The 7 bits of wisdom about midlife that I learned from a ballerina

5-minute read 

A friend, who herself adores ballet, passed along an article about renowned ballerina Alessandra Ferri. At age 19, she was the youngest woman to become a principal ballerina with Royal Ballet School. She has worked alongside some of the greats:  dancer Mikhail Baryshnikov, choreographer Kenneth MacMillan, Now, at age 54, she has come out of retirement to light up the stage once again. 

This is no small feat. Not only does the world of ballet adore the young, but there are very practical physical limitations that come upon even the most tone ballerina as she ages. Added to that is that ballet has become an even more physical endeavor than it was in the 1960s, and you have many odds stacked against you. 

But those odds didn't faze Ferri. Her extraordinary talent combined with mental discipline and a positive approach have brought her again into the limelight. 

Here are 7 bits of wisdom I learned from Ferri: 

#1:  It's what's inside that counts. "Of course, the beauty of youth is amazing and wonderful," she says, "but then you find out there is beauty in life, beauty in being a human being; there’s beauty in just following joy." 

#2:  Willpower can even overcome your body. Ferri exercises her willpower over her body. "If there is a difficulty in your body," says Ferri, "you just go. I am stronger than my body. I will overcome this pain or difficulty by working, and if it takes an hour more every day, it will take an hour more.”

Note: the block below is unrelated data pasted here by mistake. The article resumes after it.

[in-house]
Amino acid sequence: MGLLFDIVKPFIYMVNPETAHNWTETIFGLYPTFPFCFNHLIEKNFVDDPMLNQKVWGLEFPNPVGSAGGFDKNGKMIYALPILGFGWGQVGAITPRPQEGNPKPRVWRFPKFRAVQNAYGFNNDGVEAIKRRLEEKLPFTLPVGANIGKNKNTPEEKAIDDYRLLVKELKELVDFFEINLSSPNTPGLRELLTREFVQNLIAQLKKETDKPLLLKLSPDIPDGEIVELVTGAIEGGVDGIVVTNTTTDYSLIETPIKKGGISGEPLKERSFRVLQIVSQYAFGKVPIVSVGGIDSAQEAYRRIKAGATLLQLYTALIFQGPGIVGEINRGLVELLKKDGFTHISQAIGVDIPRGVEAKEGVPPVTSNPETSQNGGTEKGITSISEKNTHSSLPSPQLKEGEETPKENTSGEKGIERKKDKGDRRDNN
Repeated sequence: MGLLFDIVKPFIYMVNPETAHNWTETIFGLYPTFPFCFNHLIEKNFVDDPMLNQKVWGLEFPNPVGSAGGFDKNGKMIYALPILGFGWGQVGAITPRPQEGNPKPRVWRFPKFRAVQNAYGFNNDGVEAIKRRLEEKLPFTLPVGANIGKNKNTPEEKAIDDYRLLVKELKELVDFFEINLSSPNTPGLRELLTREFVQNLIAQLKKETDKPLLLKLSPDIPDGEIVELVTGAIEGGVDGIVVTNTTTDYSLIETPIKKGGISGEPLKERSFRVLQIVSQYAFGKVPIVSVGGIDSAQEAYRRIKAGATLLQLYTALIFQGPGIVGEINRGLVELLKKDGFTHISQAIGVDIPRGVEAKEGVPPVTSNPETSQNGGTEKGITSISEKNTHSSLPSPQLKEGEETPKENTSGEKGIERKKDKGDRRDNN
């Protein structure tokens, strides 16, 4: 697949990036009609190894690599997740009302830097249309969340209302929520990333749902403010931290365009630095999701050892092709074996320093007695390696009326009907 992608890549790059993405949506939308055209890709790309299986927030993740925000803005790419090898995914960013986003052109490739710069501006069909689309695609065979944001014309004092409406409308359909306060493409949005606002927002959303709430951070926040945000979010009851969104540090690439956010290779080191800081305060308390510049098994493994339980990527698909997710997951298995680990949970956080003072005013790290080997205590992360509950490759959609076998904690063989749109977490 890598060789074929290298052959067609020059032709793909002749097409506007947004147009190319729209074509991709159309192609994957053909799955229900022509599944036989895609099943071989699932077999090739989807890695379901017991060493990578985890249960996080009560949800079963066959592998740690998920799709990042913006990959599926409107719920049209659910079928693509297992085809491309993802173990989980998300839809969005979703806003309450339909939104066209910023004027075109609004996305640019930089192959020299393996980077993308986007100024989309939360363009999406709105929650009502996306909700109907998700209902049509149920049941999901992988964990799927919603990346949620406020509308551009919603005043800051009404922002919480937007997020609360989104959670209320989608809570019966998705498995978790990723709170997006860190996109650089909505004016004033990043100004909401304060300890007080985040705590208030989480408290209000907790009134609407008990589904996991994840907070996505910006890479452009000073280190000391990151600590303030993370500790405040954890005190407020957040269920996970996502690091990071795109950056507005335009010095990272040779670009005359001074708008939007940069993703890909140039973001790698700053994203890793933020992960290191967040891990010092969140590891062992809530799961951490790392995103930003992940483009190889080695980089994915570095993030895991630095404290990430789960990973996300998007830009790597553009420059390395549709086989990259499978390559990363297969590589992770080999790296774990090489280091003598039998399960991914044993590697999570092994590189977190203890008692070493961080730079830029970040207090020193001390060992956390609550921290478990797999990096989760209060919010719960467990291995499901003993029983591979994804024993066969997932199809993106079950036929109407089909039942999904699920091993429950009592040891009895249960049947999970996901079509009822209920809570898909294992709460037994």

#3:  Don't give up your passion. For Ferri, ballet was not a "job", but a passion. Of her retirement from ballet she says, "I gave up my life, I gave up a calling, I gave up a passion, I gave up creativity. I suddenly felt that a greater part of me was locked into a room." 

#4:  See your life through your own eyes. Like many of us, we, as women, invest ourselves in others. Although supporting others is not negative thing, per se, we can, in the process, forget who we are. This same self-forgetting happened to Ferri. She was pushed back on stage to:  " . . . find myself, to find that strength in me and find that light again. Because otherwise I saw myself only through his (her ex-husband's) eyes.  I needed to see myself through my own eyes." 

#5:  Work within your limits. No longer a 20-year-old, Ferri must work extra hard to compete in the physical world that is ballet. "I have to do all kinds of things to stay fit and toned and strong," she says. "Afterwards I have a massage, some physiotherapy. You have this when you are young, but I have more. I also need shorter days; I can’t rehearse until 7 o’clock every day. Maybe I need a two-day weekend, instead of a one-day weekend." 

#6:  Aging brings fearlessness. Rather than being a liability, age is an asset, according to Ferri. She relishes representing an older dancer, a fearless woman, without shame and full of confidence in her abilities. 

#7:  Aging brings freedom.  Ferri does not the common misconception of aging-as-powerlessness to determine your attitude. "We are all conditioned to think that when you reach a certain age, you are entering an old age," says Ferri. "And it is more scary for a woman because you get put aside – even your sexuality – so you feel weaker. But I have a new freedom. I am not going through “the change” [menopause], I have changed.

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To read the entire article in the UK Telegraph, go here.


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